“The point . . .” I flashed my Rolex from under my sleeve and checked the time. “. . . And it’s been twelve minutes.”
“That’s not fair!”
“What would not be fair is to make a pulmonary patient, lying open on the table, wait twelve life-or-death minutes for a replacement valve. I’m here to teach. One of those lessons I wish to instill is an appreciation for the value of time.”
Ms. Tardy stood there in her tight jeans and pursed lips with a hand on her hip. She looked familiar, but I couldn’t place her. ”You can go now.” I waved a hand in a sweeping motion. “There isn’t room for you anyway.” There were seats in the back, but she looked like a front-of-the-class, I-want-all-the-attention kind of girl.
“But I pre-registered.” She used her hands for emphasis and struck a classic pose that probably got her into any club or out of any trouble she came up against.
Snorting out my disgust, a glimmer of recognition hit me and I looked harder at Ms. Tardy.
This face before me belonged to Ylati Badashi, the recently “retired” model, and her million dollar Vogue body was in my lecture hall. She must have taken my fluster of disdain for admiration, because her supposedly non-collagen-filled lips curved. But it was that I-have-you-now twinkle in her eye that jostled loose my wrath.
I whisked my walking cane from under my desk. Quick as a turtle in sand, I advanced on her with my geriatric, cane-wielding old man shtick, trying to scare her off my lawn. The fear in her eyes fueled my words. “Get out of my hall!”
I was seething by the time she turned tail and bolted out of the room. She looked like a shackled cat running from the spray of a hose. The image brought tears of laughter to my eyes. It had been a while since I’d laughed that hard. I’m sure my students never see me so much as smile.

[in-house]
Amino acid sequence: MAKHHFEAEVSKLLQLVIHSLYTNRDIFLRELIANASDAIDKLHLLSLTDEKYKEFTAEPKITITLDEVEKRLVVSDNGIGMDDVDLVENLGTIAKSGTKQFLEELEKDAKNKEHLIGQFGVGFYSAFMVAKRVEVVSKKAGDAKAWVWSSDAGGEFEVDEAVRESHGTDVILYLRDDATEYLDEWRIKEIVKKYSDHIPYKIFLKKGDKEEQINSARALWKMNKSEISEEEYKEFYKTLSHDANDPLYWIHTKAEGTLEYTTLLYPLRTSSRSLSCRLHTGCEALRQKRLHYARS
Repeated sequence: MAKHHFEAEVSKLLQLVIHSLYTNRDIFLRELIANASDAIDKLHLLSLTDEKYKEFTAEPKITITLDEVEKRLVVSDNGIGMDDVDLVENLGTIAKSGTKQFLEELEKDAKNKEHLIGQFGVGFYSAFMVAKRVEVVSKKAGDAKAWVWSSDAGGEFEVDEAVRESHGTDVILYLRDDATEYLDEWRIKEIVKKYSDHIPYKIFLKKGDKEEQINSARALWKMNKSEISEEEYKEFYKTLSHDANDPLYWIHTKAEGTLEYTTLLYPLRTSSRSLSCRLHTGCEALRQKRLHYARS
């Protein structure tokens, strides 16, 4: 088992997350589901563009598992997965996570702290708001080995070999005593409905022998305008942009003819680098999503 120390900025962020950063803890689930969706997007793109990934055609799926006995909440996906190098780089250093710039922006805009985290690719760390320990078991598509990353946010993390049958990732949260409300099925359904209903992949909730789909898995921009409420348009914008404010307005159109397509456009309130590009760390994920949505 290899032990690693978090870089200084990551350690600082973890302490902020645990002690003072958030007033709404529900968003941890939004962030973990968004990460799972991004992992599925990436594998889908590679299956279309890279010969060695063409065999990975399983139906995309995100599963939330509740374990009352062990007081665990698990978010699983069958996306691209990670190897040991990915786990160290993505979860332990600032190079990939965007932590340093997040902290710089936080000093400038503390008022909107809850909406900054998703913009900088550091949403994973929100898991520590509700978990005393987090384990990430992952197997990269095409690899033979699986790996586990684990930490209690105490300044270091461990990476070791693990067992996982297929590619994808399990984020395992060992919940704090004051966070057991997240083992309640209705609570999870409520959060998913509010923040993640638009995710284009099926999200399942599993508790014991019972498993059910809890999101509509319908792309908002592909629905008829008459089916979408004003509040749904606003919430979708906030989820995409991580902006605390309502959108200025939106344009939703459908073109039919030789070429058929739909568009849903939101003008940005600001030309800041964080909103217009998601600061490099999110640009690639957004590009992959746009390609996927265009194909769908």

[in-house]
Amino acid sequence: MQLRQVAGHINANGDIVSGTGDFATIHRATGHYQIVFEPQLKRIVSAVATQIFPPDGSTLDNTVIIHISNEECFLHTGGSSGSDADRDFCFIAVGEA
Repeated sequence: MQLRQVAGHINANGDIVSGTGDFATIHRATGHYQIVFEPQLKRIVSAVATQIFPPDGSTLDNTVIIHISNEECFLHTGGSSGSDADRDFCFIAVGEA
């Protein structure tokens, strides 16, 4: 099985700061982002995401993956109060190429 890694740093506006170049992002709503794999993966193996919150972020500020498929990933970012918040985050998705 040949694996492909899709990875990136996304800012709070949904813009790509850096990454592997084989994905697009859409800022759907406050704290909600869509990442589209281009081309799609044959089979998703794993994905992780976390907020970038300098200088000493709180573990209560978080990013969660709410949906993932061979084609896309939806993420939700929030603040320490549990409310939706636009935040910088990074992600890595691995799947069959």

Even though I knew the price for expressing my emotion would cost me another spoon and wreak havoc on me later, I couldn’t help the satisfied feeling of living up to my so earned title among the students, Dr. Asshole.
“Dr. Tennison, are you alright?” One of my more faithful students, Ms. Phillips, actually sounded concerned.
I returned to my drab demeanor, leaned heavily on my cane, and grunted an acknowledgment to the third-year co-ed. My physical display allowed the monster of lupus inside me to seek retribution and sap away my energy. Disgruntled for wasting precious vitality on a fritter of a person, I forced down my angry self-reprimand. There was no use getting angry over getting angry.
I resumed my emotionless state and taught as I have for the past nine years—with ruthless abandon. No whining, no excuses, and if you’re late, you fail. If you can’t beat my turtle-ass to class, you’re wasting my time, your time, and everybody else’s time.
Stephanie reads for the love of words, and writes fiction about Dark Hearts and Heroes revolving around social taboos. When ever asked, she’ll reply her whole life can be seen through a comic strip ~ sometimes twisted, sometimes funny but always beautiful and its title is adventure. Come play!